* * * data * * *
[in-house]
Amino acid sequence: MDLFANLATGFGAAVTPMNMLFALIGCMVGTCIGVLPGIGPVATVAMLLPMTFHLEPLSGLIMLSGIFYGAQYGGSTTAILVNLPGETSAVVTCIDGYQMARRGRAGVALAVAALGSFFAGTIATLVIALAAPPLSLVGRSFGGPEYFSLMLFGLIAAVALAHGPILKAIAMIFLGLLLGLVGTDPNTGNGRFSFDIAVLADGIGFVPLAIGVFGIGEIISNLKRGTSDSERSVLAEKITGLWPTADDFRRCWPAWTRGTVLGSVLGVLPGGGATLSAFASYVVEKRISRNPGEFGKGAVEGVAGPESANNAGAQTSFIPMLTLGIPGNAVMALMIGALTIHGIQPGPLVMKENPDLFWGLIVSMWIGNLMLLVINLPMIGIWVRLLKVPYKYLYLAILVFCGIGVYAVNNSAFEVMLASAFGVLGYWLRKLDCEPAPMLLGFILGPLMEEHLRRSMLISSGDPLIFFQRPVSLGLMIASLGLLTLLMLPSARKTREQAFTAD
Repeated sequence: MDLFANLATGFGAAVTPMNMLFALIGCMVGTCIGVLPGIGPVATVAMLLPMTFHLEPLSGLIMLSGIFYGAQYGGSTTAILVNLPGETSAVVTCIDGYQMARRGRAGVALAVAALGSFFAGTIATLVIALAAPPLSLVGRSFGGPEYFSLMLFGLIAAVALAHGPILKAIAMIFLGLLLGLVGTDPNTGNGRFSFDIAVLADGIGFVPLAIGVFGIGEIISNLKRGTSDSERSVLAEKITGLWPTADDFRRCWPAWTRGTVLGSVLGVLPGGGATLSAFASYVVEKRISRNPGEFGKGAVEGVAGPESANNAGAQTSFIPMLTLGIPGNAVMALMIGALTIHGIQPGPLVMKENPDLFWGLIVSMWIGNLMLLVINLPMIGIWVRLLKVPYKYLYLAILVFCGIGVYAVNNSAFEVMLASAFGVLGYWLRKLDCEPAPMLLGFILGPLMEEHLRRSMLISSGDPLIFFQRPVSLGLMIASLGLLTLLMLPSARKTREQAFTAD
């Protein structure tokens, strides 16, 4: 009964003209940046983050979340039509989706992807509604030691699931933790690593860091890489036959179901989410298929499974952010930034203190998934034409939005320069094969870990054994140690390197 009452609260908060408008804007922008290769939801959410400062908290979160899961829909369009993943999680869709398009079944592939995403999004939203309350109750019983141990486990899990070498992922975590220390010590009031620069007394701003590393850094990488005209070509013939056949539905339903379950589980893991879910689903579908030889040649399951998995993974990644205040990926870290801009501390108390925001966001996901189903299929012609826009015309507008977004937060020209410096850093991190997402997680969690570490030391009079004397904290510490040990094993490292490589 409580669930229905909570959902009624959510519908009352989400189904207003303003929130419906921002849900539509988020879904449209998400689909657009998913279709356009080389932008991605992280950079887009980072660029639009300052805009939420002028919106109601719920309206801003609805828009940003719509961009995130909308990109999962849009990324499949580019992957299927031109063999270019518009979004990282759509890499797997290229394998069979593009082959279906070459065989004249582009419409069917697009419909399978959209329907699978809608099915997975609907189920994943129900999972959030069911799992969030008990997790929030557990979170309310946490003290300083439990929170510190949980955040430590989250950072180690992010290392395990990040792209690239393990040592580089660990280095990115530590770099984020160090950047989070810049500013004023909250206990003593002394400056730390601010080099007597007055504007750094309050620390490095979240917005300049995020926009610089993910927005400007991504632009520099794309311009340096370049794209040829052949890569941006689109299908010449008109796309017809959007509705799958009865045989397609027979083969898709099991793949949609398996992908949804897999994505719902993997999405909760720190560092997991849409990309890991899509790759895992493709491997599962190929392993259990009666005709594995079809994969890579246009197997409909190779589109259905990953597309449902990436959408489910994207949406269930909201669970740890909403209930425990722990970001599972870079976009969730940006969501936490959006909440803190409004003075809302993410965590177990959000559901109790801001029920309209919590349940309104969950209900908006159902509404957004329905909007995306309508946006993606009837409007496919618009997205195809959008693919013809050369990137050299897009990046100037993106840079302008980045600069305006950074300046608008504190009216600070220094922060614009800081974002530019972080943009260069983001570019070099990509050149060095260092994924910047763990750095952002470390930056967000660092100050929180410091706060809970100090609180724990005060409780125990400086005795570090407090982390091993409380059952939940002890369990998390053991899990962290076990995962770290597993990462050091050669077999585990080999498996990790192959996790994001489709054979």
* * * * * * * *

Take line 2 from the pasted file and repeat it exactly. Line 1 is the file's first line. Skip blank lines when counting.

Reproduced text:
Amino acid sequence: MDLFANLATGFGAAVTPMNMLFALIGCMVGTCIGVLPGIGPVATVAMLLPMTFHLEPLSGLIMLSGIFYGAQYGGSTTAILVNLPGETSAVVTCIDGYQMARRGRAGVALAVAALGSFFAGTIATLVIALAAPPLSLVGRSFGGPEYFSLMLFGLIAAVALAHGPILKAIAMIFLGLLLGLVGTDPNTGNGRFSFDIAVLADGIGFVPLAIGVFGIGEIISNLKRGTSDSERSVLAEKITGLWPTADDFRRCWPAWTRGTVLGSVLGVLPGGGATLSAFASYVVEKRISRNPGEFGKGAVEGVAGPESANNAGAQTSFIPMLTLGIPGNAVMALMIGALTIHGIQPGPLVMKENPDLFWGLIVSMWIGNLMLLVINLPMIGIWVRLLKVPYKYLYLAILVFCGIGVYAVNNSAFEVMLASAFGVLGYWLRKLDCEPAPMLLGFILGPLMEEHLRRSMLISSGDPLIFFQRPVSLGLMIASLGLLTLLMLPSARKTREQAFTAD